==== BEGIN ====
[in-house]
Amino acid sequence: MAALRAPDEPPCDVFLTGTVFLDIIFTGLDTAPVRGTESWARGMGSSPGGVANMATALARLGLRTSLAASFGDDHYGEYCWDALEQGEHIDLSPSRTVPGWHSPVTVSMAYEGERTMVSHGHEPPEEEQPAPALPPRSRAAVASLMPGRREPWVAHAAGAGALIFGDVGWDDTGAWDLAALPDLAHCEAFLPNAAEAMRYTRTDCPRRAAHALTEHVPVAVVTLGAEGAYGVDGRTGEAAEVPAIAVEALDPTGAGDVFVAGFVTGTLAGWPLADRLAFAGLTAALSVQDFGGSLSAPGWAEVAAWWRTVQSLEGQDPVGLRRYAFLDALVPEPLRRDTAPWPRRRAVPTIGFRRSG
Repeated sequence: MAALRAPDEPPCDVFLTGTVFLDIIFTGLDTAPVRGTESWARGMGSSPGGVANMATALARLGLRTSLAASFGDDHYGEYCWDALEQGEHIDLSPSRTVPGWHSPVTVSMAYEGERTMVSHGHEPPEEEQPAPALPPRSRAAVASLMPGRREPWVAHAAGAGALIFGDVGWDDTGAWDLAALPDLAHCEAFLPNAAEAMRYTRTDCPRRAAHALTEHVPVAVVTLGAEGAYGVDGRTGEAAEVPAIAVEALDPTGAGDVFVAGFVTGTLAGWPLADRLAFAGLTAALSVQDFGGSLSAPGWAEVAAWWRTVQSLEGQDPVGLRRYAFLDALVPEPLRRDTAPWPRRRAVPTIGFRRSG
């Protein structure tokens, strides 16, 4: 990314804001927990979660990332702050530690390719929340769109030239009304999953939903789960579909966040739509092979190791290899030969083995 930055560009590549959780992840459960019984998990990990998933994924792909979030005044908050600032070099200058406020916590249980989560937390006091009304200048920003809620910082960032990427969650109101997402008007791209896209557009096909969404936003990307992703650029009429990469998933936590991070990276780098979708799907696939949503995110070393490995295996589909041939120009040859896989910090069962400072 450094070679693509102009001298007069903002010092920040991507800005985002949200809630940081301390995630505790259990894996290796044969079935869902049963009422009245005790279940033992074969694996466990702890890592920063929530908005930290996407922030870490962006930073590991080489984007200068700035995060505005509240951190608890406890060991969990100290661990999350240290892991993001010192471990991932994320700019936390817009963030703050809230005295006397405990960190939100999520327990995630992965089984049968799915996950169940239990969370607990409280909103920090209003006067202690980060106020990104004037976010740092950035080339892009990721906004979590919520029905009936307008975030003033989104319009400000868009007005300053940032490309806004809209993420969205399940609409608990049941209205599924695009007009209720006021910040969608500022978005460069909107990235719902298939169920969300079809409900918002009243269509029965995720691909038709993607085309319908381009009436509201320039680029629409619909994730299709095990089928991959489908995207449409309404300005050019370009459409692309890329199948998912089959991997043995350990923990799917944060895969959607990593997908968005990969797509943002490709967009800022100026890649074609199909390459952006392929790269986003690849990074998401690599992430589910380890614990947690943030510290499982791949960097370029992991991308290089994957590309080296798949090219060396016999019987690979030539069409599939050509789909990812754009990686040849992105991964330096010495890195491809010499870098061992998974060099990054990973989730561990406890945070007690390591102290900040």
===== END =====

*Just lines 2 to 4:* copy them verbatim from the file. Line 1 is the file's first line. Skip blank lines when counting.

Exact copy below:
Amino acid sequence: MAALRAPDEPPCDVFLTGTVFLDIIFTGLDTAPVRGTESWARGMGSSPGGVANMATALARLGLRTSLAASFGDDHYGEYCWDALEQGEHIDLSPSRTVPGWHSPVTVSMAYEGERTMVSHGHEPPEEEQPAPALPPRSRAAVASLMPGRREPWVAHAAGAGALIFGDVGWDDTGAWDLAALPDLAHCEAFLPNAAEAMRYTRTDCPRRAAHALTEHVPVAVVTLGAEGAYGVDGRTGEAAEVPAIAVEALDPTGAGDVFVAGFVTGTLAGWPLADRLAFAGLTAALSVQDFGGSLSAPGWAEVAAWWRTVQSLEGQDPVGLRRYAFLDALVPEPLRRDTAPWPRRRAVPTIGFRRSG
Repeated sequence: MAALRAPDEPPCDVFLTGTVFLDIIFTGLDTAPVRGTESWARGMGSSPGGVANMATALARLGLRTSLAASFGDDHYGEYCWDALEQGEHIDLSPSRTVPGWHSPVTVSMAYEGERTMVSHGHEPPEEEQPAPALPPRSRAAVASLMPGRREPWVAHAAGAGALIFGDVGWDDTGAWDLAALPDLAHCEAFLPNAAEAMRYTRTDCPRRAAHALTEHVPVAVVTLGAEGAYGVDGRTGEAAEVPAIAVEALDPTGAGDVFVAGFVTGTLAGWPLADRLAFAGLTAALSVQDFGGSLSAPGWAEVAAWWRTVQSLEGQDPVGLRRYAFLDALVPEPLRRDTAPWPRRRAVPTIGFRRSG
């Protein structure tokens, strides 16, 4: 990314804001927990979660990332702050530690390719929340769109030239009304999953939903789960579909966040739509092979190791290899030969083995 930055560009590549959780992840459960019984998990990990998933994924792909979030005044908050600032070099200058406020916590249980989560937390006091009304200048920003809620910082960032990427969650109101997402008007791209896209557009096909969404936003990307992703650029009429990469998933936590991070990276780098979708799907696939949503995110070393490995295996589909041939120009040859896989910090069962400072 450094070679693509102009001298007069903002010092920040991507800005985002949200809630940081301390995630505790259990894996290796044969079935869902049963009422009245005790279940033992074969694996466990702890890592920063929530908005930290996407922030870490962006930073590991080489984007200068700035995060505005509240951190608890406890060991969990100290661990999350240290892991993001010192471990991932994320700019936390817009963030703050809230005295006397405990960190939100999520327990995630992965089984049968799915996950169940239990969370607990409280909103920090209003006067202690980060106020990104004037976010740092950035080339892009990721906004979590919520029905009936307008975030003033989104319009400000868009007005300053940032490309806004809209993420969205399940609409608990049941209205599924695009007009209720006021910040969608500022978005460069909107990235719902298939169920969300079809409900918002009243269509029965995720691909038709993607085309319908381009009436509201320039680029629409619909994730299709095990089928991959489908995207449409309404300005050019370009459409692309890329199948998912089959991997043995350990923990799917944060895969959607990593997908968005990969797509943002490709967009800022100026890649074609199909390459952006392929790269986003690849990074998401690599992430589910380890614990947690943030510290499982791949960097370029992991991308290089994957590309080296798949090219060396016999019987690979030539069409599939050509789909990812754009990686040849992105991964330096010495890195491809010499870098061992998974060099990054990973989730561990406890945070007690390591102290900040």